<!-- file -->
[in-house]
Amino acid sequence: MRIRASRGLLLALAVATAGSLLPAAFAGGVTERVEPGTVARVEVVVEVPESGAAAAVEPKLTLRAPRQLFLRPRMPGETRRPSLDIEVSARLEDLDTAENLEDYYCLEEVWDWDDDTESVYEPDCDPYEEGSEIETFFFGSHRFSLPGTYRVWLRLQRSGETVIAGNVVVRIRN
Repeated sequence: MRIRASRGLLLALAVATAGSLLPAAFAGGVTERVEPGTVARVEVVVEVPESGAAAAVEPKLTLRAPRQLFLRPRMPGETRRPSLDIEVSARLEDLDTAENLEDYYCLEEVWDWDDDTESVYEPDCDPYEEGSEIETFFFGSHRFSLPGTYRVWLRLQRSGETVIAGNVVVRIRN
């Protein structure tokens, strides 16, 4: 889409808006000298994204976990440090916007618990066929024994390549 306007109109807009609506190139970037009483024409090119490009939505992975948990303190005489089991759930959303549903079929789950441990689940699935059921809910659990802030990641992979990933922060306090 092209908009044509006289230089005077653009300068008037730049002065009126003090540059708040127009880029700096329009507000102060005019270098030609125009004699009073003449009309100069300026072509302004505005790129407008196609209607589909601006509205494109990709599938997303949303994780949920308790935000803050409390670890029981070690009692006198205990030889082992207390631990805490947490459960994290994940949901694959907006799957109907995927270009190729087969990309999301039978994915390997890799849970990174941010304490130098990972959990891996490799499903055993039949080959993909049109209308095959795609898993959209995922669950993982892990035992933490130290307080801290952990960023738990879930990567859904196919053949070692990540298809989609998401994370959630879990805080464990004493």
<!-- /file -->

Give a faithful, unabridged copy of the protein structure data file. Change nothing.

[in-house]
Amino acid sequence: MRIRASRGLLLALAVATAGSLLPAAFAGGVTERVEPGTVARVEVVVEVPESGAAAAVEPKLTLRAPRQLFLRPRMPGETRRPSLDIEVSARLEDLDTAENLEDYYCLEEVWDWDDDTESVYEPDCDPYEEGSEIETFFFGSHRFSLPGTYRVWLRLQRSGETVIAGNVVVRIRN
Repeated sequence: MRIRASRGLLLALAVATAGSLLPAAFAGGVTERVEPGTVARVEVVVEVPESGAAAAVEPKLTLRAPRQLFLRPRMPGETRRPSLDIEVSARLEDLDTAENLEDYYCLEEVWDWDDDTESVYEPDCDPYEEGSEIETFFFGSHRFSLPGTYRVWLRLQRSGETVIAGNVVVRIRN
């Protein structure tokens, strides 16, 4: 889409808006000298994204976990440090916007618990066929024994390549 306007109109807009609506190139970037009483024409090119490009939505992975948990303190005489089991759930959303549903079929789950441990689940699935059921809910659990802030990641992979990933922060306090 092209908009044509006289230089005077653009300068008037730049002065009126003090540059708040127009880029700096329009507000102060005019270098030609125009004699009073003449009309100069300026072509302004505005790129407008196609209607589909601006509205494109990709599938997303949303994780949920308790935000803050409390670890029981070690009692006198205990030889082992207390631990805490947490459960994290994940949901694959907006799957109907995927270009190729087969990309999301039978994915390997890799849970990174941010304490130098990972959990891996490799499903055993039949080959993909049109209308095959795609898993959209995922669950993982892990035992933490130290307080801290952990960023738990879930990567859904196919053949070692990540298809989609998401994370959630879990805080464990004493």